Over 200 single nucleotide polymorphism (SNP)s have been identified in the TP53 gene[15]. The most studied is codon 72 polymorphism (rs1042522) encoding either arginine (CGC, 72Arg) or proline (CCC, 72Pro). Codon 72 encodes an amino acid located in the proline rich region of TP53 (amino acids 64-92) whereby the proline constitutes one of the five PxxP motifs important for interactions with proteins involved in apoptosis and growth suppression[16]. Arg has never been found in primates other than human[17] therefore Pro is considered the ancestral allele. The Pro allele was found to be more frequent in Africa as Arg is most prevalent in Europe suggesting that selection (most possibly UV and winter temperatures[18]) act on TP53 creating a latitudinal allele frequency gradient. Therefore, codon 72 polymorphisms will have an effect on TP53 function.

The two resulting TP53 polymorphisms (encoded by codon 72) differ in their biological and biochemical properties, such as electrophoretic mobility[16,19,20], subcellular localization[21-23], ability to induce apoptosis[16,24,25], ability to suppress transformed cell growth[16], susceptibility to HPV E6 degradation[26,27] and transcriptional activation[16,20,28,29]. Please see Table 1 for a summary of the biological properties of TP53 72Arg vs72Pro TP53. Furthermore, the frequency of either allele (Arg or Pro) is highly affected by ethnicity. One study reported that the frequency of the proline allele increased from 17% in Swedish Saamis to 63% in Nigerian African Blacks[30]. This dictates the importance of comparing patients and controls of the same ethnic group in codon 72 polymorphism association studies.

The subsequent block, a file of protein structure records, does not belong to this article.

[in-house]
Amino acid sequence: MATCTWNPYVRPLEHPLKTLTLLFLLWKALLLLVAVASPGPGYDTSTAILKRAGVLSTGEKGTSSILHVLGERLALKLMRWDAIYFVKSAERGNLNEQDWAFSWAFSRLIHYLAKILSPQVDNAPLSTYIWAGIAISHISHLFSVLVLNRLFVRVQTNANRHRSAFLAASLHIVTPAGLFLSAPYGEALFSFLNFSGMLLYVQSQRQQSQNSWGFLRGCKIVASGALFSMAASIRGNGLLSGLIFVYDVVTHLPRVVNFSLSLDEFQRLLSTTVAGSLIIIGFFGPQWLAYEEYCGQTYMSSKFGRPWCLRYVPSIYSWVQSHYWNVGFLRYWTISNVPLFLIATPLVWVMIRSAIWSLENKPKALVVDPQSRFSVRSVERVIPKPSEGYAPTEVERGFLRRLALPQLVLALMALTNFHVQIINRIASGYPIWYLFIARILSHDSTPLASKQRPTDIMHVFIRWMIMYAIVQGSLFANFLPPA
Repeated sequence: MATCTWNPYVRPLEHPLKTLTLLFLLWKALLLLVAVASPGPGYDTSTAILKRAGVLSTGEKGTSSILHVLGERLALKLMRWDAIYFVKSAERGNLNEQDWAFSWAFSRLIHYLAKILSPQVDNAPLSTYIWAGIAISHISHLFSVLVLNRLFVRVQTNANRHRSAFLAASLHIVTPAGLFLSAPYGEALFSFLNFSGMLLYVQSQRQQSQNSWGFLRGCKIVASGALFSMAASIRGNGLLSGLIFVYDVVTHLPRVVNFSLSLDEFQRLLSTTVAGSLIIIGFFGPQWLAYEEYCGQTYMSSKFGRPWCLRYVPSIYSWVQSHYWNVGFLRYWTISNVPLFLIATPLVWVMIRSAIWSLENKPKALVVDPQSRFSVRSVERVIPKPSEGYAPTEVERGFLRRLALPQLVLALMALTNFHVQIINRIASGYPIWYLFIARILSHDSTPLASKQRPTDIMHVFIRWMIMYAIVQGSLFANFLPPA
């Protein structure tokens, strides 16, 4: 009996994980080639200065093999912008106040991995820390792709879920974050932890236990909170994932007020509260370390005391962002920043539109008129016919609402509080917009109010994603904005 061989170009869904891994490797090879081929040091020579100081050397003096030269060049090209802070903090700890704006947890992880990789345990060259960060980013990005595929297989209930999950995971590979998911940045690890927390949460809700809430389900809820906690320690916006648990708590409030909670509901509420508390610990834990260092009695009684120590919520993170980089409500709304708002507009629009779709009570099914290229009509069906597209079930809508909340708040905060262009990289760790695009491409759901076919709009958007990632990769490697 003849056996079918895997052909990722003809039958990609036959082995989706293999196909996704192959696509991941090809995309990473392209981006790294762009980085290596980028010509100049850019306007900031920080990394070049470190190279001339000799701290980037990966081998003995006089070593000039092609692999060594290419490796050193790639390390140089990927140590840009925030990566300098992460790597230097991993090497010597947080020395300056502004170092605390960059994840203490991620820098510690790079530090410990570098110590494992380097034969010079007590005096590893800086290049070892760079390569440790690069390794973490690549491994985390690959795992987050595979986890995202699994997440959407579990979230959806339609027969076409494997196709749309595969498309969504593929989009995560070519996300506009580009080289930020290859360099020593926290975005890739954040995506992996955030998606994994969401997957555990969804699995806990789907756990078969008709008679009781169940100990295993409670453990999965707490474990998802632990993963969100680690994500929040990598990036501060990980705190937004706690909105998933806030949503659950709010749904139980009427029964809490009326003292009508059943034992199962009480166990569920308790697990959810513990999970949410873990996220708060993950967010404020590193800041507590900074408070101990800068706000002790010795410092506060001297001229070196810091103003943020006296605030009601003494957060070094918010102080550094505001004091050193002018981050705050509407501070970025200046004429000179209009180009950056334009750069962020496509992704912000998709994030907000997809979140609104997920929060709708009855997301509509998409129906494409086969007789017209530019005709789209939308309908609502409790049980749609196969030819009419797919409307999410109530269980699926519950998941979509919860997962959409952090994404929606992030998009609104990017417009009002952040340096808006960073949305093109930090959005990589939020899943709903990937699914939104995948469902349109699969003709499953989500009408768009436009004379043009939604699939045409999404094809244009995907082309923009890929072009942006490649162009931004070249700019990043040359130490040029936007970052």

Table 1 Summary of biological and biochemical differences between 72Arg and 72Pro TP53 isoforms.
Property72Arg vs72Pro TP53
Electrophoretic mobility72Arg migrates slightly faster on SDS[16,19,20]
Subcellular localization72Arg is cytoplasmic/mitochondrial possibly through interaction with CD2AP/Cin85 adaptor protein family[21] or with mitochondrial (mt) polymerase gamma, which may also promote mtDNA repair[22,23] 72Pro is predominantly nuclear[21,24]
Apoptosis induction72Arg is a stronger apoptosis inducer[24], with faster kinetics of cell death[16] possibly through more efficient inhibition of 72Pro by iASPP[25] or preferential localization of 72Arg to mitochondria and induction of apoptosis through a transcriptionally independent pathway[24]
Suppression of transformed cell growth72Arg is two times more active in suppressing colony formation[16]
Susceptibility to HPV E6 degradation72Arg is more susceptible to degradation[26,27]